“Our pediatric EEG lab is a state-of-the-art facility where our young patients receive individualized attention and the highest quality care from our team of experts,” said pediatric neurologist John Gaitanis, MD, division director, Pediatric Neurology.
Several types of EEGs are performed at the lab. Those include:
- Routine and diagnostic EEG measure brain wave activity to evaluate different areas of the brain, and take between 20 to 190 minutes.
- Long-term monitoring from 2 to 12 hours or 12 to 26 hours, to detect intermittent seizure activity; televideo EEG is also available.
- Sleep-deprived exams, including full, partial, and pediatric studies.
Also, for patients who require EEG but are unable to come to the lab or those who require a prolonged study at home, the center also has portable EEG units available, if appropriate.
Pediatric Sleep Disorders
“For children with sleep disorders, Hasbro Children’s Hospital is the only children’s hospital in southern New England with a dedicated sleep center. Our dual-purpose Sleep/EEG lab allows us to employ the latest diagnostic methods to provide our patients with the expert care they deserve,” said Richard Millman, MD, medical director, Hasbro Pediatric Sleep Disorders Center.
Several types of sleep studies are performed in the Pediatric Sleep Disorders Center. Those include:
- Overnight Baseline Sleep Studies
- Overnight PAP Titration Sleep Studies
- Multiple Sleep Latency Tests - MSLTs
Our team of experts includes a board-certified sleep medicine specialist, a pediatric psychologist specializing in behavioral sleep medicine, and residents and fellows in pediatrics, pulmonology, neurology, psychology, and psychiatry. The team works closely with pediatric pulmonary, otolaryngology, and neurology specialists.
Cecilia Fix, MD, Appointed Division Director of Addiction Medicine
Cecilia Fix, MD, is the new director of Lifespan’s Division of Addiction Medicine. In her new role, she will oversee substance use disorder treatment services across Lifespan to address an ever-increasing demand.
“Addiction medicine includes the services and supports necessary to help those struggling with substance use. Dr. Fix brings a wealth of experience to this important role to help Rhode Islanders,” said Jody Underwood, MD, psychiatrist-in-chief.
Lifespan’s approach to addiction medicine includes several treatment programs, including:
- The Lifespan Recovery Center
- Addiction medicine inpatient consult services at Rhode Island Hospital and the Miriam Hospital
- The Buprenorphine Hotline
- Rhode Island Hospital Bridge Clinic—opening in early 2024.
"Addiction is a more dangerous illness today than it has ever been before. Overdose death rates are at an all-time high and fentanyl, specifically, is the leading cause of death for adults between the ages of 18 and 49,” said Fix. “Substance use disorders can be treated. I am excited to collaborate with our team of experts to ensure that anyone struggling with substance use can get cutting edge care in a warm and welcoming environment here at Lifespan.”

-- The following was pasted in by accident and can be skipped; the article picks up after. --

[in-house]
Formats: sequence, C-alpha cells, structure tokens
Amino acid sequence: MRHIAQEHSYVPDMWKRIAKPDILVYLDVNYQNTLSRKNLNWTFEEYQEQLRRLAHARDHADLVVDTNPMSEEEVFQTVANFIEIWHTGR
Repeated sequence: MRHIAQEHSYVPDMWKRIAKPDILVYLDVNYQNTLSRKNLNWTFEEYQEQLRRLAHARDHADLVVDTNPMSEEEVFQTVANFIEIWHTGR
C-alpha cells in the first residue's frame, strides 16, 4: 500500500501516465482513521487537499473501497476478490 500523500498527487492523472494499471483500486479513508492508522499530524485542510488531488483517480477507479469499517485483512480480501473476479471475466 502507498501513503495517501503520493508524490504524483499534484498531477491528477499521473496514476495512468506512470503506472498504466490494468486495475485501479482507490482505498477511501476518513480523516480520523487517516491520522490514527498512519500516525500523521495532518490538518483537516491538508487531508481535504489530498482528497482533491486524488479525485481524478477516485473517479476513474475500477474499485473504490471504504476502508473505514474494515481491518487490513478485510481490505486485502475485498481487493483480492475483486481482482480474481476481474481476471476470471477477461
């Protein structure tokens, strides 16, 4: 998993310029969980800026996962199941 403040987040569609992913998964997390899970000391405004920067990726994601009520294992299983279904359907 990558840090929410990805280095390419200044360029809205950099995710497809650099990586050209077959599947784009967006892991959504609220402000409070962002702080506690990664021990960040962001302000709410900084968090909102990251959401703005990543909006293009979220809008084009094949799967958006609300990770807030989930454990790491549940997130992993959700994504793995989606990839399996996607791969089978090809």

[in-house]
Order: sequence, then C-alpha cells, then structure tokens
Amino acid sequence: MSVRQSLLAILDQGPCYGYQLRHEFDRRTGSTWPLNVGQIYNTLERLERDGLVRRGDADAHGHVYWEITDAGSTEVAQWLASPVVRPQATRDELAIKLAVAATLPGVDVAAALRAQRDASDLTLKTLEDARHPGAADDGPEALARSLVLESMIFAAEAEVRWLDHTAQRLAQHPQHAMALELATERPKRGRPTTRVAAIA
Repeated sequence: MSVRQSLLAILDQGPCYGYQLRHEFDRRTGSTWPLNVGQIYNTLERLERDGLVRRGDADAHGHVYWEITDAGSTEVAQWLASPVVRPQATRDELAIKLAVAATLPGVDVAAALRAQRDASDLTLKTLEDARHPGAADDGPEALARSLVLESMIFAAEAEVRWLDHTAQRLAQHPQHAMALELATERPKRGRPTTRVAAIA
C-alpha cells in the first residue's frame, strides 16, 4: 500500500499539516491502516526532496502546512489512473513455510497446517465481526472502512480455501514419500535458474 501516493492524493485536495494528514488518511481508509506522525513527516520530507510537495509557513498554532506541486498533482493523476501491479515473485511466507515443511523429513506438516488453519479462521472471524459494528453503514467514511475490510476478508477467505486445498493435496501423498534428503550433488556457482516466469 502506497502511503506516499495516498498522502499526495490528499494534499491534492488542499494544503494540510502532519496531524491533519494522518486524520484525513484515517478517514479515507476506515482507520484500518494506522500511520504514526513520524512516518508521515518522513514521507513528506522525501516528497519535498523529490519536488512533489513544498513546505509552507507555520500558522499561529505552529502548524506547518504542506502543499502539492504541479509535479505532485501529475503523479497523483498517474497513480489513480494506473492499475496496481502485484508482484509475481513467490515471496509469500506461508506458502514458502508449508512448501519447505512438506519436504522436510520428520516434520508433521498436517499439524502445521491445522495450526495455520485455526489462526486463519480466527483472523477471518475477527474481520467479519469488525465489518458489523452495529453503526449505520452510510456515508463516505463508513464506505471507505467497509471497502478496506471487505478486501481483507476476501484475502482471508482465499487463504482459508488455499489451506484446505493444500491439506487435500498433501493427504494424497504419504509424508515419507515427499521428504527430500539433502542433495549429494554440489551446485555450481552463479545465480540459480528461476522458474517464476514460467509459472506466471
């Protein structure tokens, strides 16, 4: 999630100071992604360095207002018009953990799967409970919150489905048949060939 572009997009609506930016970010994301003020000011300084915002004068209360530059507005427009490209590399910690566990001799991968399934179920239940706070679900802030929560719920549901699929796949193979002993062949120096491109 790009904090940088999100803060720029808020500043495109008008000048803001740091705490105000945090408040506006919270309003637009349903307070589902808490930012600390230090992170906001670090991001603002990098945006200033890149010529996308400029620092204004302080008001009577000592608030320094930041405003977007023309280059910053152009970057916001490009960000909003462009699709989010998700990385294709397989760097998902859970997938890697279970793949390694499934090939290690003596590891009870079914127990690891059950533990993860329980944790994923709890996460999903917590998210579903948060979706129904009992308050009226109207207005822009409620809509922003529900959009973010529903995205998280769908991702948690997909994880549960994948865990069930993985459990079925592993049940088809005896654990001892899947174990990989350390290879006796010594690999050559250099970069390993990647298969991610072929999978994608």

Prior to joining Lifespan, Dr. Fix was the medical director of the Overdose Prevention Program at Stanley Street Treatment and Resources (SSTAR) in Fall River, MA. She was also an HIV and primary care provider at the Early Intervention Program at Cooper University Healthcare, and assistant professor at Cooper Medical School of Rowan University in Camden, NJ.
Dr. Fix completed medical school at Columbia University College of Physicians and Surgeons and completed her residency in internal medicine at Columbia University, New York Presbyterian Hospital. She also completed the David C. Lewis MD Fellowship in Addiction Medicine at The Warren Alpert Medical School of Brown University.
Patrick McGann, MD, PhD, Named New Obama Foundation United States Leader
Congratulations to Patrick McGann, MD, PhD, director of the Lifespan Comprehensive Sickle Cell Center, who is among the inaugural cohort of 100 emerging changemakers selected to participate in the Obama Foundation’s Leaders USA program.
The Obama Leaders program is a six-month virtual program that supports and connects emerging leaders who are united by their passion for building a stronger, more sustainable, and more inclusive world. It offers a values-based leadership framework inspired by the ideals and legacy of President and Mrs. Obama.
McGann was selected to join the program for his commitment to improving the lives of individuals with sickle cell disease through a focus on anti-racism and health equity both locally and internationally.
“I am honored to be chosen to work with this amazing group of changemakers and I look forward to seeing the results of our efforts,” said McGann. “This is an exciting and unique opportunity to engage with thought leaders around the world to address some of the most pressing issues of our time.”
McGann added, “I look forward to building my leadership skills to inspire change in our healthcare system locally, nationally, and internationally with the specific goal of improving the care and lives of individuals living with sickle cell disease in Rhode Island, across the United States, and throughout the world.”
McGann was appointed director of the Lifespan Comprehensive Sickle Cell Center in September 2021. His efforts are focused on three areas:
- Developing an innovative approach to sickle cell care that aims to provide seamless, high quality, and equitable care throughout a patient’s life, directly addressing the well-known challenges patients face when transitioning from pediatric to adult care.
- Recognizing and addressing the negative impact of structural and interpersonal racism on the lives of individuals with sickle cell disease.
- Improving the diagnosis and treatment of children with sickle cell disease around the world to reduce the tremendous early mortality associated with sickle cell disease in Angola and other parts of Africa where he has worked.